For instance, nearby trees may cast dappled shade on your garden for some or all of the day. If the tree canopy is high enough and the branches aren’t too dense, the conditions nearby can be shady but still fairly bright. Trimming any low-hanging branches can help let in more sunlight.

More challenging than dappled shade is partial shade, which can be quite variable, ranging from only a couple of sunny hours and many hours of shade to the opposite. Shade from buildings is more difficult to deal with than shade from trees, as it often plunges the garden into total shade for large parts of the day. As a general rule, if you have a few hours of full sun but dark shade for the rest of the day, you can grow some crops, but the yields won’t be as high as if you had bright or dappled shade during the rest of the day. Maybe your garden has a little of everything: some areas that get a couple of hours of sun, some that get dappled shade and some areas that are in complete shade. In addition, the amounts of shade will change seasonally! It can be difficult to add up the exact amount of sun your crops get in such a scenario. Keep an open mind about what you may be able to grow in your conditions, and use our chart of the best shade-tolerant vegetables as a guide for where to start.

Reflective Mulches and Surfaces
Reflective mulches, including metallic mulches, are a great tool for gardeners growing in shady conditions, and for some crops in some regions, the benefits can be huge. University studies have shown increased yields in crops such as peppers, tomatoes and strawberries.

Reflective mulches — such as the red plastic mulch some tomato growers have become fond of — reflect light up onto the leaves of plants. Mathieu Ngouajio, Associate Professor of Vegetable Crops in Michigan State University’s Department of Horticulture, says that under partial shading, reflective mulches have been shown to provide the following advantages: increased amount of light in the plant canopy, increased air temperature in the plant canopy, increased photosynthesis, reduced incidence of certain insects (particularly aphids and thrips), and increased produce yield and quality. Ngouajio recommends metallized reflective mulches (which look like aluminum foil) because they reflect the entire light spectrum and will have the greatest impact on increasing photosynthesis and, therefore, growth.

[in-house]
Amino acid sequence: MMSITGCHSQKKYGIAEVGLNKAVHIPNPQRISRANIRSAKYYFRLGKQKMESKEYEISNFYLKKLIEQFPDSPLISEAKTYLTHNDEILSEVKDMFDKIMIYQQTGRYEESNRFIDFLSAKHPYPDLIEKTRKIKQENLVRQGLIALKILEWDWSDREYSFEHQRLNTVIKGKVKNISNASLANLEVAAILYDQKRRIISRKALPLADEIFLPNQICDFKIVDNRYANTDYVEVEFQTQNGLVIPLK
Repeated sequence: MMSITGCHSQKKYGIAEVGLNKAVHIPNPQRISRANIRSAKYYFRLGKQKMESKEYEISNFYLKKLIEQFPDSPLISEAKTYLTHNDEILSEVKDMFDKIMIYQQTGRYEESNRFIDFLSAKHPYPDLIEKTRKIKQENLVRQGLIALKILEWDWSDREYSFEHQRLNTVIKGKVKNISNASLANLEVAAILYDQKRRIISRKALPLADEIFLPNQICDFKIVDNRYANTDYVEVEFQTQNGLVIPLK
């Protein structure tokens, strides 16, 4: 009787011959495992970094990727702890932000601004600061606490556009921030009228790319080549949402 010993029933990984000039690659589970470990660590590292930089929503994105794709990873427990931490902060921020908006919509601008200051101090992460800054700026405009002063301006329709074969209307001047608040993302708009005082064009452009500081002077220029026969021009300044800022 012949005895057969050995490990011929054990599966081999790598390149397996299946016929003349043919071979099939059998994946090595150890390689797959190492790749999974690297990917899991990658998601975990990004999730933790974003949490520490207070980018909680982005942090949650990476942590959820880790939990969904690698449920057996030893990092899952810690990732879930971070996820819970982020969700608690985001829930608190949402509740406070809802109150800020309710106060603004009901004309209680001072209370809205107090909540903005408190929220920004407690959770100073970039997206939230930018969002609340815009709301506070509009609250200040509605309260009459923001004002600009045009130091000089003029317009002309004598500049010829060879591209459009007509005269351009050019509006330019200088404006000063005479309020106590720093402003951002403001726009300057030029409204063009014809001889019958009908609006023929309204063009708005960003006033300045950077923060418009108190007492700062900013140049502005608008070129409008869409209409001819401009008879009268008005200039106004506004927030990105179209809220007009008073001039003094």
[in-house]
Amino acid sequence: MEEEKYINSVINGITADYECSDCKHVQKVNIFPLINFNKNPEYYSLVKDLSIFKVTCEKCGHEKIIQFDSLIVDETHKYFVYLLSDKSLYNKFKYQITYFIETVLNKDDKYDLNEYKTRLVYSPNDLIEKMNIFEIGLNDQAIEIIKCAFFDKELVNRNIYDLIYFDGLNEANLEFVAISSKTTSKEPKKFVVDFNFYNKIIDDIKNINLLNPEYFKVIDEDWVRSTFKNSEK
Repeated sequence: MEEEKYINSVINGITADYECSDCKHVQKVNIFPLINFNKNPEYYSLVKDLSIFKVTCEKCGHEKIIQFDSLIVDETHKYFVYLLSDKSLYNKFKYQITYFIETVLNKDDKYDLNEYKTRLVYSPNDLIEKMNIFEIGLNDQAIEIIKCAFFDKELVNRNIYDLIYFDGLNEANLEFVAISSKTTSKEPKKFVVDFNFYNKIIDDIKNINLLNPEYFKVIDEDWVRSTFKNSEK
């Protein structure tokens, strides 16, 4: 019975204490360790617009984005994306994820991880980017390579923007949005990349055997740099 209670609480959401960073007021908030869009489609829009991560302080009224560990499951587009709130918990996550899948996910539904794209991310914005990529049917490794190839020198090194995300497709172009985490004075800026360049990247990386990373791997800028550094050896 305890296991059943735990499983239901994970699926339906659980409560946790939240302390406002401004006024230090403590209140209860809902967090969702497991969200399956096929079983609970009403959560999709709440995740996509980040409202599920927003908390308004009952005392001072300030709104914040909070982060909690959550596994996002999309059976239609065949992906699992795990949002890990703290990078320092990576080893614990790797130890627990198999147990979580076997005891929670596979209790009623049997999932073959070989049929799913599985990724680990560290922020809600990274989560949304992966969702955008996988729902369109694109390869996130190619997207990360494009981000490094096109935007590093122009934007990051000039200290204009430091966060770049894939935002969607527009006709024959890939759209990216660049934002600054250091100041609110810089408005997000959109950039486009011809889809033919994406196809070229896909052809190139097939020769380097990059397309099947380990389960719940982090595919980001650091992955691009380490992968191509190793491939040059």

Creating other bright, reflective surfaces near your garden will also benefit plants. If you’re growing near a wall, R.J. Ruppenthal, who shares his experiences with his small, Bay Area garden in his book Fresh Food From Small Spaces, recommends painting the wall white or another light color.

“A bright-painted wall that faces the sun for any period of the day, particularly south-facing, will reflect an enormous amount of light and heat,” Ruppenthal says. “This speeds up growth rates quite a bit, and can compensate for some other shade during the day.”

We encourage you to try reflective mulches (aluminum foil should also work nicely) and reflective surfaces in your own shady garden. If you use them, let us know how they work out!

Want more from this post? If so, get more information by clicking this link.

After reading this post, we hope that you now realize that building a garden under the shade is very possible, contrary to what others might tell you. It’s just a matter of knowing what crops to use and how to make the area as suitable as possible.